Turning now to higher inter-species interaction we observe in Fig. 3 that the tunneling period decreases strongly as increases. Since is in this case beyond the weak coupling regime, we focus on an analysis of the density profiles of the contributing eigenstates shown in Fig. 4 to understand the effect of increasing . As increases, the repulsion of the A bosons leads to a broadening of their density profile. This broadening leads to a greater overlap of the wave functions of A atoms localized in the left and the right well and this in turn increases the effective tunneling coupling and the corresponding tunneling rates. At , the localized densities and are spatially separated in each well as a consequence of the repulsion between the species. Note that the density of the boson possesses its maximum for larger values of thereby ’sandwiching’ the boson population. This arises from the fact that due to the unequal number (), it is energetically favorable to shift the density of the species to larger values of . As is increased, the two localized densities in the two wells gain an increasing overlap which can be observed as a vertical upward shift of the density profile at that becomes progressively stronger with increasing . This mechanism, also present for other contributing states, leads to an overall increase of the tunneling coupling and consequently to an increase of the tunneling frequency for strong interactions.
The overall features with respect to the different time-scales and oscillatory tunneling behavior is similar for very strong interspecies interactions with the exception of [Fig.5(a)]. Only this case can be considered as a tunneling mechanism close to fermionization. In this regime, the bosons become isomorphic with non-interacting fermions and thus the tunneling dynamics approaches that of independent non-interacting fermions. The latter tunneling frequency is close to the Rabi-frequency which is significantly faster than the previously discussed cases. To understand the reduction of period from a number-state perspective we note that the nearly fermionized bosons occupy both the lowest band and the first excited band. As a consequence, the previously off-resonant intermediate number-states (namely the states , and ) become near resonant, since the particles can tunnel between the excited band of the two wells without significant change of energy. This results in a reduction of the effective tunneling period while the separation of the time-scales involved in the dynamics is strongly reduced. The correlations among the bosons with respect to the tunneling process is also strongly reduced as can be seen in Fig. 5(b), where the pair and triple correlations show a strong deviation from the value 1, i.e. from the strongly correlated case.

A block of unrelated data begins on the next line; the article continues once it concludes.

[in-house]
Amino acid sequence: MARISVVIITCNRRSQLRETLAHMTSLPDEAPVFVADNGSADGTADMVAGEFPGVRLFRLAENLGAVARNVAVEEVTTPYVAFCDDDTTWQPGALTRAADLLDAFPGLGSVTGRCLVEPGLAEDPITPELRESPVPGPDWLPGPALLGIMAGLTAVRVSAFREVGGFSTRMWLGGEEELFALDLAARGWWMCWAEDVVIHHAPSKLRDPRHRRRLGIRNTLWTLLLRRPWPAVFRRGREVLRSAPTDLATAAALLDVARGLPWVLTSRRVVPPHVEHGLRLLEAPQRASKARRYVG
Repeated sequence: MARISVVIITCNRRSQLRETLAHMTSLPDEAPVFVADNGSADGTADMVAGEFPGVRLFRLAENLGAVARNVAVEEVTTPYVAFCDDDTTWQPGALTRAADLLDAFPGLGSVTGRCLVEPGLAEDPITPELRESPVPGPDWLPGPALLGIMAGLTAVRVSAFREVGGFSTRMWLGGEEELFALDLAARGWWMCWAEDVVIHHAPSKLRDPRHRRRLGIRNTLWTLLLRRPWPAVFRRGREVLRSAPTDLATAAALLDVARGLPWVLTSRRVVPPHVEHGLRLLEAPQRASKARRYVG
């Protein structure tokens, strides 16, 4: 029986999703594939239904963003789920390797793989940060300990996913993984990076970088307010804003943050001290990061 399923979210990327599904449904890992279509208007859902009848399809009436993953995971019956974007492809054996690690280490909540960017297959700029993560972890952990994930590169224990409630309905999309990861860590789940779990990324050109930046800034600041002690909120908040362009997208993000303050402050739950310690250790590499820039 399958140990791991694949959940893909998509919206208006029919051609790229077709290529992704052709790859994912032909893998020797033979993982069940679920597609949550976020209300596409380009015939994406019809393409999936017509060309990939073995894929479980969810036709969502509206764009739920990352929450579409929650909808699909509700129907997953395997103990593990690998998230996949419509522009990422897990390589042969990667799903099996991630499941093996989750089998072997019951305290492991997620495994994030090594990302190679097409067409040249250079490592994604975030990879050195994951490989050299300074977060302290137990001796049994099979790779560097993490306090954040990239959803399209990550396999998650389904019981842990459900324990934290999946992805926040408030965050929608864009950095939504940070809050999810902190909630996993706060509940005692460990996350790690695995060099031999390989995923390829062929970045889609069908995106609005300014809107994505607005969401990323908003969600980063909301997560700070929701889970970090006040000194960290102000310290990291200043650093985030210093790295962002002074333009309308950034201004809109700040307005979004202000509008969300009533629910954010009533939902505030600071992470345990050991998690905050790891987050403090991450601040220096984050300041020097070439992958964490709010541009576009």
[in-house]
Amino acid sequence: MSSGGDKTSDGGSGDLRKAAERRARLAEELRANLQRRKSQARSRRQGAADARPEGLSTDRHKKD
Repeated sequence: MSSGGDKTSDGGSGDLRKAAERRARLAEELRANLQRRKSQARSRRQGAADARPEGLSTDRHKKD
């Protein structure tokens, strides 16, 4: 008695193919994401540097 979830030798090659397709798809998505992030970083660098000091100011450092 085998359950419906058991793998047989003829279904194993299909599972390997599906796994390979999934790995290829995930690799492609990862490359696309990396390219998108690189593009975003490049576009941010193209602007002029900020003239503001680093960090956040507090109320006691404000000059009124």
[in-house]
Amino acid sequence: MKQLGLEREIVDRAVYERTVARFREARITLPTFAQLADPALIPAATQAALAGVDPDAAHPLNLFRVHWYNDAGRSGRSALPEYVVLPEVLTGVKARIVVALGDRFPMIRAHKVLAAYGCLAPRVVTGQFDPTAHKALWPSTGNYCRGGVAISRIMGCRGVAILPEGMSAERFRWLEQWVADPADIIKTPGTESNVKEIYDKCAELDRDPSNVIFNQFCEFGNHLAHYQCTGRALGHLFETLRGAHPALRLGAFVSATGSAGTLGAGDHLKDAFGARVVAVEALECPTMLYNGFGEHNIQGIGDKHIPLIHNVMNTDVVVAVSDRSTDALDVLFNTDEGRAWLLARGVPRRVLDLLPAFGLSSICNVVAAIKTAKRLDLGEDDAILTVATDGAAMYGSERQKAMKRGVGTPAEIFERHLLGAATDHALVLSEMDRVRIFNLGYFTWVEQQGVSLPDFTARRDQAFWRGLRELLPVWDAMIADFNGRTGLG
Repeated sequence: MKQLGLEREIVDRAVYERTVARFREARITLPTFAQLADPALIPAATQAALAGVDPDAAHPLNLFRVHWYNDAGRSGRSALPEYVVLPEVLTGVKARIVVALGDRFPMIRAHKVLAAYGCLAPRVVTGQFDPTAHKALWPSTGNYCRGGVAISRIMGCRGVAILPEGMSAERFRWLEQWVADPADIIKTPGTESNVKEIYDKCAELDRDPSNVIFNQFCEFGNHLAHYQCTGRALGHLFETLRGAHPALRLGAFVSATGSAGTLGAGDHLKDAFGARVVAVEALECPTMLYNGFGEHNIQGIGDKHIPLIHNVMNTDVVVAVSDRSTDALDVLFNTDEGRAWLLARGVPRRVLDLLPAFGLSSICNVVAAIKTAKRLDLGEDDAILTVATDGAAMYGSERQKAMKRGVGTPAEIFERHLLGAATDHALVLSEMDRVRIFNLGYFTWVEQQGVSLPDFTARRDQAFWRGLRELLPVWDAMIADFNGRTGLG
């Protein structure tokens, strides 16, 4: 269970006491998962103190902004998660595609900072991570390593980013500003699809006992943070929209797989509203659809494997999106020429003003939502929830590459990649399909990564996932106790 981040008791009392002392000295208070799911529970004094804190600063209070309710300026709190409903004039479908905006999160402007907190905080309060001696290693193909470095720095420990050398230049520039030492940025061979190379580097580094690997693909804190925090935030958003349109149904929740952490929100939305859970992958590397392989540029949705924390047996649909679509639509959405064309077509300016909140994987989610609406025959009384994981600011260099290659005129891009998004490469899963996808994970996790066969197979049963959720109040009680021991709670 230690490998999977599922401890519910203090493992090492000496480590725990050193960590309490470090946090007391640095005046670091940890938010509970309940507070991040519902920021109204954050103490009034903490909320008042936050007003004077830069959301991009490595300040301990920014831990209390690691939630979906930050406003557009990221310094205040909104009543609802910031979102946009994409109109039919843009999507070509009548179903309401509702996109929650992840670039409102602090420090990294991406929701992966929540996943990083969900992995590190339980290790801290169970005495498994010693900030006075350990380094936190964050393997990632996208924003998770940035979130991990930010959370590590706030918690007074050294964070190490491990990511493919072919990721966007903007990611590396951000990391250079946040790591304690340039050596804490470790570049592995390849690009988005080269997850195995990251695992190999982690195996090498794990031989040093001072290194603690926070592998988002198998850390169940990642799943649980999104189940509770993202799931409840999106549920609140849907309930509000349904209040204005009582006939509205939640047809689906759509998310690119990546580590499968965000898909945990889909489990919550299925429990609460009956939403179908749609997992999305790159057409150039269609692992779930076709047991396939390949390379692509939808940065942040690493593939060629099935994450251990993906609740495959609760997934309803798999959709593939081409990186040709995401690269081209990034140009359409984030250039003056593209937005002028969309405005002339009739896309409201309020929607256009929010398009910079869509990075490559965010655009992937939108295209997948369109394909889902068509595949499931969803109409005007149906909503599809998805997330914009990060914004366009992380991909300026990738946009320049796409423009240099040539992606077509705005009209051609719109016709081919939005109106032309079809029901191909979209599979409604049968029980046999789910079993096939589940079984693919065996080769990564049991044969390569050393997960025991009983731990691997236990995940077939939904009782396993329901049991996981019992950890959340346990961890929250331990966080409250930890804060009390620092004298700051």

Iv Species-separated initial state.
Let us now consider the initial state for which the two species are localized in different wells the bosons in the left and the boson in the right well. Similar to the previous scenario, increasing leads again to an increase of the tunneling period, an effect which is intuitive here since the components that are initially prepared in different wells, are forced to stay apart from each other by the repulsive interspecies force. Moreover, an important point to note is that the contributing states are always those of the lowest band and the number states mainly involved are and since the former one is the initial state. Therefore as long as remains comparatively small, the dynamics consists of a slow oscillation between the states and and is correlated in the sense that the and bosons always occupy different wells in the course of the dynamics.